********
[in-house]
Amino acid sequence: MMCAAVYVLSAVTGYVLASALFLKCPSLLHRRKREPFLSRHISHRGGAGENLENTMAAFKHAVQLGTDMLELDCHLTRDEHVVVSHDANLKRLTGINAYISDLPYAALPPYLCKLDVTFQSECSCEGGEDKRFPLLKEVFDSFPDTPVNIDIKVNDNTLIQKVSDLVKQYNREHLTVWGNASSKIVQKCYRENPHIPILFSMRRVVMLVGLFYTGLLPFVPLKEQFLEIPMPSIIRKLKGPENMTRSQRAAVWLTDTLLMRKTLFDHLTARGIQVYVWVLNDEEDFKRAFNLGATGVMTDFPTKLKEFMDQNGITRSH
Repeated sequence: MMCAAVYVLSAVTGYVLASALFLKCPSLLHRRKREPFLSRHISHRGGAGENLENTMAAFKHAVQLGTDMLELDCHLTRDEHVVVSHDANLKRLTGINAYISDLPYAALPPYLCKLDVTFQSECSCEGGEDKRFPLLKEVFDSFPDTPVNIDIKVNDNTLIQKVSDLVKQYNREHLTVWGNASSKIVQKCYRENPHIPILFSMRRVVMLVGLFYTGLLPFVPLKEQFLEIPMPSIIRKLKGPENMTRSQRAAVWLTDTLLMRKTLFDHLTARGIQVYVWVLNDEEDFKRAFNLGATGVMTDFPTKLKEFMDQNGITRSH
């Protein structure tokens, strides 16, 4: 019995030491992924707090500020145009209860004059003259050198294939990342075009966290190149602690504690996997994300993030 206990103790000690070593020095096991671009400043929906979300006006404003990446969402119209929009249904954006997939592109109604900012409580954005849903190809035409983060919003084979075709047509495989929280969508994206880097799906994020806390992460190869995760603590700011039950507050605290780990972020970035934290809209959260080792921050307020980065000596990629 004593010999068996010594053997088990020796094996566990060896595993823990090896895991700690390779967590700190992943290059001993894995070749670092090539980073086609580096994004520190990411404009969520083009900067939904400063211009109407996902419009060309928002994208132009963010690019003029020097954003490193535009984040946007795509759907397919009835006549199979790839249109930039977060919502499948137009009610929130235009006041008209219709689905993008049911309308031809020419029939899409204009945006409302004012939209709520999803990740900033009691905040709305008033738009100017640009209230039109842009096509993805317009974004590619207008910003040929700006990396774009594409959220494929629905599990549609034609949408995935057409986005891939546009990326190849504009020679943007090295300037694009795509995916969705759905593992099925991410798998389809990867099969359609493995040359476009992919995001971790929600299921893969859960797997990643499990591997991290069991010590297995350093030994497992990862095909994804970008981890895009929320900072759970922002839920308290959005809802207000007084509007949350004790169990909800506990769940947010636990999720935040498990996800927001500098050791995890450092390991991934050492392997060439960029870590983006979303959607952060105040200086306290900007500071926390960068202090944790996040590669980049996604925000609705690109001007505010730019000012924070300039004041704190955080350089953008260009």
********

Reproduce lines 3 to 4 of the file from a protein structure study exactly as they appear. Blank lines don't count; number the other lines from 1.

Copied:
Repeated sequence: MMCAAVYVLSAVTGYVLASALFLKCPSLLHRRKREPFLSRHISHRGGAGENLENTMAAFKHAVQLGTDMLELDCHLTRDEHVVVSHDANLKRLTGINAYISDLPYAALPPYLCKLDVTFQSECSCEGGEDKRFPLLKEVFDSFPDTPVNIDIKVNDNTLIQKVSDLVKQYNREHLTVWGNASSKIVQKCYRENPHIPILFSMRRVVMLVGLFYTGLLPFVPLKEQFLEIPMPSIIRKLKGPENMTRSQRAAVWLTDTLLMRKTLFDHLTARGIQVYVWVLNDEEDFKRAFNLGATGVMTDFPTKLKEFMDQNGITRSH
């Protein structure tokens, strides 16, 4: 019995030491992924707090500020145009209860004059003259050198294939990342075009966290190149602690504690996997994300993030 206990103790000690070593020095096991671009400043929906979300006006404003990446969402119209929009249904954006997939592109109604900012409580954005849903190809035409983060919003084979075709047509495989929280969508994206880097799906994020806390992460190869995760603590700011039950507050605290780990972020970035934290809209959260080792921050307020980065000596990629 004593010999068996010594053997088990020796094996566990060896595993823990090896895991700690390779967590700190992943290059001993894995070749670092090539980073086609580096994004520190990411404009969520083009900067939904400063211009109407996902419009060309928002994208132009963010690019003029020097954003490193535009984040946007795509759907397919009835006549199979790839249109930039977060919502499948137009009610929130235009006041008209219709689905993008049911309308031809020419029939899409204009945006409302004012939209709520999803990740900033009691905040709305008033738009100017640009209230039109842009096509993805317009974004590619207008910003040929700006990396774009594409959220494929629905599990549609034609949408995935057409986005891939546009990326190849504009020679943007090295300037694009795509995916969705759905593992099925991410798998389809990867099969359609493995040359476009992919995001971790929600299921893969859960797997990643499990591997991290069991010590297995350093030994497992990862095909994804970008981890895009929320900072759970922002839920308290959005809802207000007084509007949350004790169990909800506990769940947010636990999720935040498990996800927001500098050791995890450092390991991934050492392997060439960029870590983006979303959607952060105040200086306290900007500071926390960068202090944790996040590669980049996604925000609705690109001007505010730019000012924070300039004041704190955080350089953008260009």